Assumption celebrated in Sumela Monastery despite controversy and challenges
The Sumela Monastery in Turkey’s Northern Trabzon province held its annual ceremony for the Feast of the Assumption of Mary on Tuesday, marking the tenth consecutive year since 2010 that the event has taken place. The ceremony, presided over by Greek Orthodox Patriarch Bartholomeos, saw the participation of esteemed guests, including football players from the city’s football club Trabzonspor. The ceremony drew approximately 350 attendees.
The majority of participants hailed from Greece, with many Orthodox Christians making the journey to the monastery. Attendees from Russia, Georgia, and Turkey also joined the event, creating a diverse gathering of faith. Among the guests were Trabzonspor footballers Anastasios Bakasetas and Dimitrios Kourbelis, who garnered considerable attention upon their arrival at the courtyard of the Sumela Monastery.
The ceremony, which lasted for approximately two hours, featured Patriarch Bartholomeos leading prayers and addressing the congregation in a solemn and spiritual atmosphere.
The Sumela Monastery saw its first ceremony after 88 years of hiatus on August 15, 2010. Subsequent to this revival, the monastery underwent restoration in 2015, allowing for the annual ceremony to be conducted regularly.
However, this year's ceremony took an unexpected turn when Dogan Bekin, a deputy from the New Welfare Party, targeted the ceremony just before the May elections. Bekin alleged that the date of the ceremony, August 15, coincided with the 562nd anniversary of the conquest of Trabzon by the Turks, raising concerns about the timing. Furthermore, Bekin criticized the use of the title "Ecumenical" by Patriarch Bartholomeos, claiming it violated the terms of the Treaty of Lausanne.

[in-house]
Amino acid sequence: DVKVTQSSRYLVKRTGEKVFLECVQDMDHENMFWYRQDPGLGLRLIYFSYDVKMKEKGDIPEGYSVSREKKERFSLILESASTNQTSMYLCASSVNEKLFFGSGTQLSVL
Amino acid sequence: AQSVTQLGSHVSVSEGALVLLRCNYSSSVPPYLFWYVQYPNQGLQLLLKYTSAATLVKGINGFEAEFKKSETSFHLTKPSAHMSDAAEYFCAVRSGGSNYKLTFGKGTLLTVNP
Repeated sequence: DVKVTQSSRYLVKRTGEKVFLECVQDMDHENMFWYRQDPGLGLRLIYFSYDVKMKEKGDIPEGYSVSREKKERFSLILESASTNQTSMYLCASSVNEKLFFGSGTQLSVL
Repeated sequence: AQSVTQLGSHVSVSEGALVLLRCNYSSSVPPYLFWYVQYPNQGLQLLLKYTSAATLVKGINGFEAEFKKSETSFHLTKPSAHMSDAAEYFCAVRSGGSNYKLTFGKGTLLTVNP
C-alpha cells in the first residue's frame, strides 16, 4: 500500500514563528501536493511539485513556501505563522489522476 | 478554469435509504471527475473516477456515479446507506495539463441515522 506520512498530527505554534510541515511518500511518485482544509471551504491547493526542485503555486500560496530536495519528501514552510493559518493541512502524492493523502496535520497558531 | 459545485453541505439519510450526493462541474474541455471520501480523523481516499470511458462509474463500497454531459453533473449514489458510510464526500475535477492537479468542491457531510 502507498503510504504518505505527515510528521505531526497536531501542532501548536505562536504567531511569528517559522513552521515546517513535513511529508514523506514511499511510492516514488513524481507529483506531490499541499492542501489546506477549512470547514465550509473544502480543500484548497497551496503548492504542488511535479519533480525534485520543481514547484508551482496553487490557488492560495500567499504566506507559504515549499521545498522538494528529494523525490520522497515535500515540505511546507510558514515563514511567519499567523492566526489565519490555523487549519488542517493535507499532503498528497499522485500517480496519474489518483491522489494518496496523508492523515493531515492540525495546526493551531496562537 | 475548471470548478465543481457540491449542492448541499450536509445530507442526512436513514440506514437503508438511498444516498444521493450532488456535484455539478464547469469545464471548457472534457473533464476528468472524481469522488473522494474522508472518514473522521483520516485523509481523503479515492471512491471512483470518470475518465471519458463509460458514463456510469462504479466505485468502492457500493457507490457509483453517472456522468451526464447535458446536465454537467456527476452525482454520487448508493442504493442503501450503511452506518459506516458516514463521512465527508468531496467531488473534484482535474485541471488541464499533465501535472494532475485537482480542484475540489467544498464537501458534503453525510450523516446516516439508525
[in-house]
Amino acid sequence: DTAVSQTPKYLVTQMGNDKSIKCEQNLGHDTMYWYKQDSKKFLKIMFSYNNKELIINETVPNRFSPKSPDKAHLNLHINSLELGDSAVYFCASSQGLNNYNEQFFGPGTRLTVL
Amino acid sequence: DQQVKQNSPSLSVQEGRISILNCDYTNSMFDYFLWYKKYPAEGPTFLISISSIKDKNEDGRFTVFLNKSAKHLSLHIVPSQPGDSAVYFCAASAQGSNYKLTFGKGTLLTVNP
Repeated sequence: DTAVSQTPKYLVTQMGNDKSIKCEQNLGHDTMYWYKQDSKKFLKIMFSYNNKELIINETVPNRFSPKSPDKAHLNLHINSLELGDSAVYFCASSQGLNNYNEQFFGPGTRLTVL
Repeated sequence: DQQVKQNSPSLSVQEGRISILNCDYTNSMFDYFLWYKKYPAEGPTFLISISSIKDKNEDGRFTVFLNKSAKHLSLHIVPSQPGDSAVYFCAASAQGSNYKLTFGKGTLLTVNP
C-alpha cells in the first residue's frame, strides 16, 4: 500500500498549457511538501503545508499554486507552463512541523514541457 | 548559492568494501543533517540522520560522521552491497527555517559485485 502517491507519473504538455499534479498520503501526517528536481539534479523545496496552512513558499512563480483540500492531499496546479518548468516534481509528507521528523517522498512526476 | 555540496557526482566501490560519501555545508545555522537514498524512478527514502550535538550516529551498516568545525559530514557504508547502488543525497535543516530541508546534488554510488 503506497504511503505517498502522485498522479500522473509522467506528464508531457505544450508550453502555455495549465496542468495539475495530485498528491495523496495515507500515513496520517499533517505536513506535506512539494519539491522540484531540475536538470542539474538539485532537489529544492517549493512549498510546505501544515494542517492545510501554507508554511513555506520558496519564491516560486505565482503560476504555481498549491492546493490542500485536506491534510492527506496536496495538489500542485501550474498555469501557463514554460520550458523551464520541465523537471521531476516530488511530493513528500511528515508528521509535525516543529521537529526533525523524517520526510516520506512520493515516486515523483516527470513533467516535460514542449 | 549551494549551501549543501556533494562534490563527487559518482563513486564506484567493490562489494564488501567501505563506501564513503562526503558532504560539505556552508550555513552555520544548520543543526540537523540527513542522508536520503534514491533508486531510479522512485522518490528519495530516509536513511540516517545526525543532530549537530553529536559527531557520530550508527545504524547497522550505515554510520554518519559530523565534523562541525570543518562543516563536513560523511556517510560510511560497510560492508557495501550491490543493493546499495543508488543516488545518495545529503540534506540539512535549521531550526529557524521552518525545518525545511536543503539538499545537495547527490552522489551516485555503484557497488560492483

Following Bekin's statements, the Good Party also called for the cancellation of the ceremony. Party spokesperson Kursad Zorlu said that the party shared its concerns about the event with relevant authorities and urged the immediate cancellation of the ceremony.
In response to the controversy surrounding the ceremony, Patriarch Bartholomeos expressed his discontent. He questioned the reasons for the hesitation in granting permission for the ceremony.
"Why aren't they granting permission? These are such simple matters... According to our faith, we will go to pray for a few hours and return to our homes. Not even a day, just a few hours," he said.
In light of the eventual approval for the ceremony, Patriarch expressed his gratitude during an evening service at the Santa Maria Church in the monastery.
"We would like to extend our thanks, on behalf of the worldwide Orthodox faithful, to the authorities who allowed us to come to Trabzon and Sumela," he said.
The event signified a continuation of the Orthodox tradition and a testament to the resilience of faith amid political and social challenges.